Nationwide statistics show that these students are likely to take longer than four years to finish their degree. And while we do not like to talk about this particular crisis (although there are good reasons why we should!), they are also very likely to drop out. The pandemic has only exacerbated all of these trends, as we see in the national college enrollment drop. That drop is not felt at top academic institutions, filled with students who are economically a bit more supported, on average. That drop, however, is definitely felt at regional institutions, whose students are more likely to decide, when faced with discouragement, that maybe college just isn’t for them.
When I first started sending out progress reports, my goal was to try and re-engage the students who seemed to have “checked out” – all too common, especially in the online classroom. The hope was that getting a stern email mid-semester, with a full list of missed assignments—and missed assignments are the chief reason why a student might fail my class—would call them back to task, and would energize them to catch up and finish the semester. And an ancillary hope was that this was a way to try and encourage students who seemed likely to drop out otherwise.
The emails have been somewhat successful in this. But something else happened: I noticed that on a number of occasions, excellent students would ask how they were doing, expressing uncertainty over their work. Despite receiving excellent grades on all assignments, they were still unsure if they, the first in their family to attend college, truly belonged here. And so, I realized, these progress reports could be a small way to encourage them that yes, they do belong in college. And yes, I can see their hard work. And yes, I appreciate their ideas.
Once I started sending these midterm progress reports to all students, the response has been overwhelmingly positive. It turns out that the best students in the class have needed these progress reports no less than the worst-performing students. For many, it was the first time that they have received an email of this nature, with concrete details about something I have observed about them that I appreciated – whether their ability to bring together ideas from multiple sources in an insightful way, or their dedication to provide particularly insightful contributions to online discussion, or asking great questions about the material.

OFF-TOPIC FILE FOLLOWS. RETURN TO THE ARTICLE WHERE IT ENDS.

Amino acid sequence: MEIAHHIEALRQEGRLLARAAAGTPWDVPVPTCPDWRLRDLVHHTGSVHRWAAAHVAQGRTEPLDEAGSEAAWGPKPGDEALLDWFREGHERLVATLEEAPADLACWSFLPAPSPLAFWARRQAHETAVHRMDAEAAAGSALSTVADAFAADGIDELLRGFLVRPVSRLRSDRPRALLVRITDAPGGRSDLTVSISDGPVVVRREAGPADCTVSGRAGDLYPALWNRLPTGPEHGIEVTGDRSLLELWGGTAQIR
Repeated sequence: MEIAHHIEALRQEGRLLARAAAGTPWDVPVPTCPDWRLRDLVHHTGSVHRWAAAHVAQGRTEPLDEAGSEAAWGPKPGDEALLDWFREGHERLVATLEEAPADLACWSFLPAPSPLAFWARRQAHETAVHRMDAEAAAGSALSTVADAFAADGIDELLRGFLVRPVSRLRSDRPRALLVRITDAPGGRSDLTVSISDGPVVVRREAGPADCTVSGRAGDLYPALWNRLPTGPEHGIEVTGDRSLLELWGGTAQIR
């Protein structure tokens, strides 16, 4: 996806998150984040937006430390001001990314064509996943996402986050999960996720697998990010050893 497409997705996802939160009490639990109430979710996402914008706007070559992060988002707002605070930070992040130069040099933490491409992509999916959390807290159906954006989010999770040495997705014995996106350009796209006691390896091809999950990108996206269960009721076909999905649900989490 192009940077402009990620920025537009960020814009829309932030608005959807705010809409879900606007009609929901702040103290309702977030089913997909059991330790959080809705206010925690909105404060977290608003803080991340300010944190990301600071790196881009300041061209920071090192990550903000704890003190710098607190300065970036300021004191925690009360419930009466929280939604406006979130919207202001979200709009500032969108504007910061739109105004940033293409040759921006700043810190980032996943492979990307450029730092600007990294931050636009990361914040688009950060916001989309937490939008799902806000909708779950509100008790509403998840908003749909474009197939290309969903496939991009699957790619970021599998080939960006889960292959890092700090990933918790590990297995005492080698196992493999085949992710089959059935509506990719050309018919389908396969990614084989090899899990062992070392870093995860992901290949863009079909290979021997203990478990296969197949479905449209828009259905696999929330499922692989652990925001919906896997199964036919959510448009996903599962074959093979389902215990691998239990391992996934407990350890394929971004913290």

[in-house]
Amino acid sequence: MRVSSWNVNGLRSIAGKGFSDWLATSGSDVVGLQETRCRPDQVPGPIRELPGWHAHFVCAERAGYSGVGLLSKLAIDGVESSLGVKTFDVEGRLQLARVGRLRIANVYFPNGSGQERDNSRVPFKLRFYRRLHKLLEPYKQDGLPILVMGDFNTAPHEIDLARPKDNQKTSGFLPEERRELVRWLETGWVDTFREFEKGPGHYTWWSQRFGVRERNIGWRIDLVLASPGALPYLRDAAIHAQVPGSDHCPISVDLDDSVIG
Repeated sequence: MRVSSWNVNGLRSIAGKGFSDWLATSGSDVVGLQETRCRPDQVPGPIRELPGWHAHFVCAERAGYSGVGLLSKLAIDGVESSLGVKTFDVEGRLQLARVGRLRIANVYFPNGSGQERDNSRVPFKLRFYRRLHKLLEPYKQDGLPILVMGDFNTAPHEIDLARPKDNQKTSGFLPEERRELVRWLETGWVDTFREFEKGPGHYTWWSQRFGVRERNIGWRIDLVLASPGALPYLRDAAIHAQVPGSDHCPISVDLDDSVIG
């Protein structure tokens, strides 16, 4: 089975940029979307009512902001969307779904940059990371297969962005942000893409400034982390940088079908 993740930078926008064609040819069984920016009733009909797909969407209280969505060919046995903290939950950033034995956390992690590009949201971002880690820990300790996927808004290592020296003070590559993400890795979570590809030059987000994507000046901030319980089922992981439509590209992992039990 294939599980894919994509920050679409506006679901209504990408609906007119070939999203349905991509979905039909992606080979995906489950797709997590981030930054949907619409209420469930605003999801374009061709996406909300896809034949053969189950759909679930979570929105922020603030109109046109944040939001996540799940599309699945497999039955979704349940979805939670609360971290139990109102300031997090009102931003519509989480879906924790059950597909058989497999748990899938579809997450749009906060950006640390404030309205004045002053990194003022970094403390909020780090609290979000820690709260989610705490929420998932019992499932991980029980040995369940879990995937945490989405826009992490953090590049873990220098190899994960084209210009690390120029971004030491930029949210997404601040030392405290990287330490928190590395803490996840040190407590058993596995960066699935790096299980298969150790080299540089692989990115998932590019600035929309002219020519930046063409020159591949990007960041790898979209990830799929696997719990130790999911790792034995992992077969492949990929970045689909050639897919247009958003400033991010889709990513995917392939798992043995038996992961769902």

Indeed, I include this positive element now in all of these emails – very often, after all, even the students who are failing the class are not failing because they are terrible students. For my students, at least, a personal or family crisis, more likely, is afoot. Encouragement that they do belong in college helps them too. On occasion, the email might lead to a difficult conversation with a student about withdrawing for the semester rather than failing, but those conversations end up being encouraging as well, as I try to help the student plan a more successful next term.
Seeing the positive impact of these progress reports on my students has been a powerful reminder that just like excellence in sports, academic success is partly mental. We sometimes forget the power of words of affirmation and encouragement in a world filled with anxiety.
The world of academic peer review may seem to be all about tearing down, but this very real aspect of our jobs should not distract us from the most beautiful and exciting thing about teaching: we are training future citizens for something good and beautiful, whatever it may be. And this means that teaching is not just about conveying information and skills. It is also about building up image-bearers who need these words of affirmation, and just need to be acknowledged as people, rather than mere tests and papers we grade or avatars with which we interact in our university’s online Learning Management System.
And so, if you can, take a few hours from your busy schedule, and write these emails. The response may surprise and encourage you, as it continues to do for me.
John Gardner says
This piece brought back memories of when I communicated with my own university students. There must be a balance between informing the student of his or her risks during the semester and encouraging each one. Good for you.
Blessings in Christ to you, your husband and family,